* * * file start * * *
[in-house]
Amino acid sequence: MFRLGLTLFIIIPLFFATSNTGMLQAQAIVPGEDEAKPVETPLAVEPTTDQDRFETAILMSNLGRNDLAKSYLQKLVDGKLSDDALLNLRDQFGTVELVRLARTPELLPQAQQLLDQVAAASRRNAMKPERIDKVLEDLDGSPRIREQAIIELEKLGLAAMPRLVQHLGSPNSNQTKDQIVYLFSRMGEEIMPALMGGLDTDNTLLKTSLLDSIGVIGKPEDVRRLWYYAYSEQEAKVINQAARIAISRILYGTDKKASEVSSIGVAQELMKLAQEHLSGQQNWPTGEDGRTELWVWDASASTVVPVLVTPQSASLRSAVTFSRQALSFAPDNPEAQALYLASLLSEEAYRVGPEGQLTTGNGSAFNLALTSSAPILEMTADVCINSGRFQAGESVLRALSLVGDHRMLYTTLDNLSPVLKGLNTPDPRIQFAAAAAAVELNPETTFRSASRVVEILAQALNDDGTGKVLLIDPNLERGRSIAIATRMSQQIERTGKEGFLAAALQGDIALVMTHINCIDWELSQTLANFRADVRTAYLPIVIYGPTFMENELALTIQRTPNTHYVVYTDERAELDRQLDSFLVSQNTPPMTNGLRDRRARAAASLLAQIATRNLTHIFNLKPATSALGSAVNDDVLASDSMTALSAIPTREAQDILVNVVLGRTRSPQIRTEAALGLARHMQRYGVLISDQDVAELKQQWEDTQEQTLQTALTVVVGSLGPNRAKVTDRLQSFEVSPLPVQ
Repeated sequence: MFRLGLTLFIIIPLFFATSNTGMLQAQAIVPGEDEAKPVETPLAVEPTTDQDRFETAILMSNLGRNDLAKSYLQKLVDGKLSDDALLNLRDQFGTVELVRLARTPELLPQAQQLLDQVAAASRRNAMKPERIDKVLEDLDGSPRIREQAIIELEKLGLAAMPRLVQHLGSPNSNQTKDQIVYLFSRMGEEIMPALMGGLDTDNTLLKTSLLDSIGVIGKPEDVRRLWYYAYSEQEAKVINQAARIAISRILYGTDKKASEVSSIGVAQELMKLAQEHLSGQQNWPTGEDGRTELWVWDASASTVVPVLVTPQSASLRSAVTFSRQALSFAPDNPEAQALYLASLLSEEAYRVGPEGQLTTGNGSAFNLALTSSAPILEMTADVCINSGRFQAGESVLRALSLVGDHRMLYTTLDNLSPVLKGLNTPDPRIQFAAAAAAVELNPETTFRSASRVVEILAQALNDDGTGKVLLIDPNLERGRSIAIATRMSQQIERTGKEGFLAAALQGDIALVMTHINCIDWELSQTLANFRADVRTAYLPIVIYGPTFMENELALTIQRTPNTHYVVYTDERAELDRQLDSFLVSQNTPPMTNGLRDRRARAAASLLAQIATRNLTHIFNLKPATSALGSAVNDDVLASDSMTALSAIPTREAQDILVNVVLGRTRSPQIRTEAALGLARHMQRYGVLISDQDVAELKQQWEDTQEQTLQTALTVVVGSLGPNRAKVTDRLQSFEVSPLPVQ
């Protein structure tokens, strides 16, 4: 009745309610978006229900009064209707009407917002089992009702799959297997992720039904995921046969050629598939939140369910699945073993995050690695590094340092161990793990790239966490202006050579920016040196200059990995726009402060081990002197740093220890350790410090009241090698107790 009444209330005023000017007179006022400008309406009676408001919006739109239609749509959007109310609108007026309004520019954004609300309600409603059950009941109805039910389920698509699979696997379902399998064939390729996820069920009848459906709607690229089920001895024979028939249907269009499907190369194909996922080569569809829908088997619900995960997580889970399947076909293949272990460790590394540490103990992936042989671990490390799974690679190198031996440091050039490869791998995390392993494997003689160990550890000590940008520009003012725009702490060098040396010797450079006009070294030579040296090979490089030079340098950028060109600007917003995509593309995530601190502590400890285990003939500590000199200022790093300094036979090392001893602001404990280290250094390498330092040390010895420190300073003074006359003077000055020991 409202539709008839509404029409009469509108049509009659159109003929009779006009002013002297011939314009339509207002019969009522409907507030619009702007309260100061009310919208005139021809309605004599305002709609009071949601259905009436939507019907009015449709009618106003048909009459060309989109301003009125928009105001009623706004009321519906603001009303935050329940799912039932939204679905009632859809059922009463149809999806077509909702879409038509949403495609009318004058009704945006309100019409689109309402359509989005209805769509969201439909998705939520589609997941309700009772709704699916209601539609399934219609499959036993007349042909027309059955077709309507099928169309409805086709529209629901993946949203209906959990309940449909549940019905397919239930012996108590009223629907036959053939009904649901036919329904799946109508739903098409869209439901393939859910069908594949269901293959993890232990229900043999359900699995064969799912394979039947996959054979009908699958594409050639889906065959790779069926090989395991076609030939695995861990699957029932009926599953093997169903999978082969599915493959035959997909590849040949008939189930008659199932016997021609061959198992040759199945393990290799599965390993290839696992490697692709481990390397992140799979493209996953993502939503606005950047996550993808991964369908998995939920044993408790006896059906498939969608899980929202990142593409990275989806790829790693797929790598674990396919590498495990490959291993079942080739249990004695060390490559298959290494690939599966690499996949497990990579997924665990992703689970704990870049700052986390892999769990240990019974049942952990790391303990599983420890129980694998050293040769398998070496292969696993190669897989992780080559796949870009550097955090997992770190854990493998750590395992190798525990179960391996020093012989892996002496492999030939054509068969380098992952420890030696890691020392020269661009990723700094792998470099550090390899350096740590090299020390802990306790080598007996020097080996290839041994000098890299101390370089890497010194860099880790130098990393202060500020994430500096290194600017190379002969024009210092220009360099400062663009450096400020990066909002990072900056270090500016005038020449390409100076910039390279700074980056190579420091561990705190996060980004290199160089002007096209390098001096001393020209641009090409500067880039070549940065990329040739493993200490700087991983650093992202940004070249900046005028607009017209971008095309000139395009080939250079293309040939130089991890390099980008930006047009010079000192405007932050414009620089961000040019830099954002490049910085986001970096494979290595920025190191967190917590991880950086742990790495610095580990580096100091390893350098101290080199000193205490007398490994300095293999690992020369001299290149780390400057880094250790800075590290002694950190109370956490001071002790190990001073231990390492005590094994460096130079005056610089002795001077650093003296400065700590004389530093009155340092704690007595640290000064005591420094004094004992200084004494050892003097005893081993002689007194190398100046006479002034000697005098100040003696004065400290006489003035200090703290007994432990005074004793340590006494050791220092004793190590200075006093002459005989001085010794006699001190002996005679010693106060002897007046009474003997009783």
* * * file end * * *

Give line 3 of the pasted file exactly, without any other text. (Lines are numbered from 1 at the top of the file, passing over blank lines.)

Repeated sequence: MFRLGLTLFIIIPLFFATSNTGMLQAQAIVPGEDEAKPVETPLAVEPTTDQDRFETAILMSNLGRNDLAKSYLQKLVDGKLSDDALLNLRDQFGTVELVRLARTPELLPQAQQLLDQVAAASRRNAMKPERIDKVLEDLDGSPRIREQAIIELEKLGLAAMPRLVQHLGSPNSNQTKDQIVYLFSRMGEEIMPALMGGLDTDNTLLKTSLLDSIGVIGKPEDVRRLWYYAYSEQEAKVINQAARIAISRILYGTDKKASEVSSIGVAQELMKLAQEHLSGQQNWPTGEDGRTELWVWDASASTVVPVLVTPQSASLRSAVTFSRQALSFAPDNPEAQALYLASLLSEEAYRVGPEGQLTTGNGSAFNLALTSSAPILEMTADVCINSGRFQAGESVLRALSLVGDHRMLYTTLDNLSPVLKGLNTPDPRIQFAAAAAAVELNPETTFRSASRVVEILAQALNDDGTGKVLLIDPNLERGRSIAIATRMSQQIERTGKEGFLAAALQGDIALVMTHINCIDWELSQTLANFRADVRTAYLPIVIYGPTFMENELALTIQRTPNTHYVVYTDERAELDRQLDSFLVSQNTPPMTNGLRDRRARAAASLLAQIATRNLTHIFNLKPATSALGSAVNDDVLASDSMTALSAIPTREAQDILVNVVLGRTRSPQIRTEAALGLARHMQRYGVLISDQDVAELKQQWEDTQEQTLQTALTVVVGSLGPNRAKVTDRLQSFEVSPLPVQ